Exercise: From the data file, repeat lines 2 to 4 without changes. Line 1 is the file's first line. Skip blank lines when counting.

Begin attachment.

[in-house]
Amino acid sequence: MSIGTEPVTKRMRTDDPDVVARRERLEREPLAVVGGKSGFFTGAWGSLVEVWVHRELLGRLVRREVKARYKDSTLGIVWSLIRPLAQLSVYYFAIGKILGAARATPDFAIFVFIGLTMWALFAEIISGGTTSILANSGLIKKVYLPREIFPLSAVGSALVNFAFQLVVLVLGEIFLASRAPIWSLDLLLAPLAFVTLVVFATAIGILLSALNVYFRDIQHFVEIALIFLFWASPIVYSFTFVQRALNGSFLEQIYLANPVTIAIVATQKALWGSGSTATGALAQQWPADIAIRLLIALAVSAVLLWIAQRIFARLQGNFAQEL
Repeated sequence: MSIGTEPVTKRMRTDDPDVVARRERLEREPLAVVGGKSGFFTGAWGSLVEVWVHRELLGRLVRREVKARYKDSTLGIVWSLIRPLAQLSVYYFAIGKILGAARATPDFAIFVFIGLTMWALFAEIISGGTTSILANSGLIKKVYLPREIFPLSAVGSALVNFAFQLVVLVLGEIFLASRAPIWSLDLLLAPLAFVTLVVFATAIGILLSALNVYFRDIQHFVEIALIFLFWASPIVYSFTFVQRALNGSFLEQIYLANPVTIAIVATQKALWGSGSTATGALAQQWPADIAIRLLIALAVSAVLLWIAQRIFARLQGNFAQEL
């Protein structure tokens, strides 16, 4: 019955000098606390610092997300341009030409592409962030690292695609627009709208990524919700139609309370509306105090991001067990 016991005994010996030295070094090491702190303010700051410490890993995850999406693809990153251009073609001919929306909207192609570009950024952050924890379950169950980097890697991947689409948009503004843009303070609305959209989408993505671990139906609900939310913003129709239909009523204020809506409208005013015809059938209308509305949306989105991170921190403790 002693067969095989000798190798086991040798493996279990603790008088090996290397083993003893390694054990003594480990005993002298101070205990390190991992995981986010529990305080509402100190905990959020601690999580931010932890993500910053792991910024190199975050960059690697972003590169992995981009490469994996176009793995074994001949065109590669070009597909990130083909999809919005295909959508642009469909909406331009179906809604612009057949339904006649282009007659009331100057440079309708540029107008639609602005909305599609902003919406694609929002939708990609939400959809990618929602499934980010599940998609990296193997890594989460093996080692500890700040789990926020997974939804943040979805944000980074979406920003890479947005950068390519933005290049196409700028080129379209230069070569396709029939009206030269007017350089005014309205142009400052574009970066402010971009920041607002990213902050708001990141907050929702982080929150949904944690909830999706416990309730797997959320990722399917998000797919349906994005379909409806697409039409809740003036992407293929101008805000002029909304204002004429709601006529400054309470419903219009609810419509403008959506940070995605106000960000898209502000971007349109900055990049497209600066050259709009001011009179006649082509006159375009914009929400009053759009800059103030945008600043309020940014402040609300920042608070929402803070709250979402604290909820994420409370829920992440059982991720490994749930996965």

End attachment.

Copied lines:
Amino acid sequence: MSIGTEPVTKRMRTDDPDVVARRERLEREPLAVVGGKSGFFTGAWGSLVEVWVHRELLGRLVRREVKARYKDSTLGIVWSLIRPLAQLSVYYFAIGKILGAARATPDFAIFVFIGLTMWALFAEIISGGTTSILANSGLIKKVYLPREIFPLSAVGSALVNFAFQLVVLVLGEIFLASRAPIWSLDLLLAPLAFVTLVVFATAIGILLSALNVYFRDIQHFVEIALIFLFWASPIVYSFTFVQRALNGSFLEQIYLANPVTIAIVATQKALWGSGSTATGALAQQWPADIAIRLLIALAVSAVLLWIAQRIFARLQGNFAQEL
Repeated sequence: MSIGTEPVTKRMRTDDPDVVARRERLEREPLAVVGGKSGFFTGAWGSLVEVWVHRELLGRLVRREVKARYKDSTLGIVWSLIRPLAQLSVYYFAIGKILGAARATPDFAIFVFIGLTMWALFAEIISGGTTSILANSGLIKKVYLPREIFPLSAVGSALVNFAFQLVVLVLGEIFLASRAPIWSLDLLLAPLAFVTLVVFATAIGILLSALNVYFRDIQHFVEIALIFLFWASPIVYSFTFVQRALNGSFLEQIYLANPVTIAIVATQKALWGSGSTATGALAQQWPADIAIRLLIALAVSAVLLWIAQRIFARLQGNFAQEL
């Protein structure tokens, strides 16, 4: 019955000098606390610092997300341009030409592409962030690292695609627009709208990524919700139609309370509306105090991001067990 016991005994010996030295070094090491702190303010700051410490890993995850999406693809990153251009073609001919929306909207192609570009950024952050924890379950169950980097890697991947689409948009503004843009303070609305959209989408993505671990139906609900939310913003129709239909009523204020809506409208005013015809059938209308509305949306989105991170921190403790 002693067969095989000798190798086991040798493996279990603790008088090996290397083993003893390694054990003594480990005993002298101070205990390190991992995981986010529990305080509402100190905990959020601690999580931010932890993500910053792991910024190199975050960059690697972003590169992995981009490469994996176009793995074994001949065109590669070009597909990130083909999809919005295909959508642009469909909406331009179906809604612009057949339904006649282009007659009331100057440079309708540029107008639609602005909305599609902003919406694609929002939708990609939400959809990618929602499934980010599940998609990296193997890594989460093996080692500890700040789990926020997974939804943040979805944000980074979406920003890479947005950068390519933005290049196409700028080129379209230069070569396709029939009206030269007017350089005014309205142009400052574009970066402010971009920041607002990213902050708001990141907050929702982080929150949904944690909830999706416990309730797997959320990722399917998000797919349906994005379909409806697409039409809740003036992407293929101008805000002029909304204002004429709601006529400054309470419903219009609810419509403008959506940070995605106000960000898209502000971007349109900055990049497209600066050259709009001011009179006649082509006159375009914009929400009053759009800059103030945008600043309020940014402040609300920042608070929402803070709250979402604290909820994420409370829920992440059982991720490994749930996965």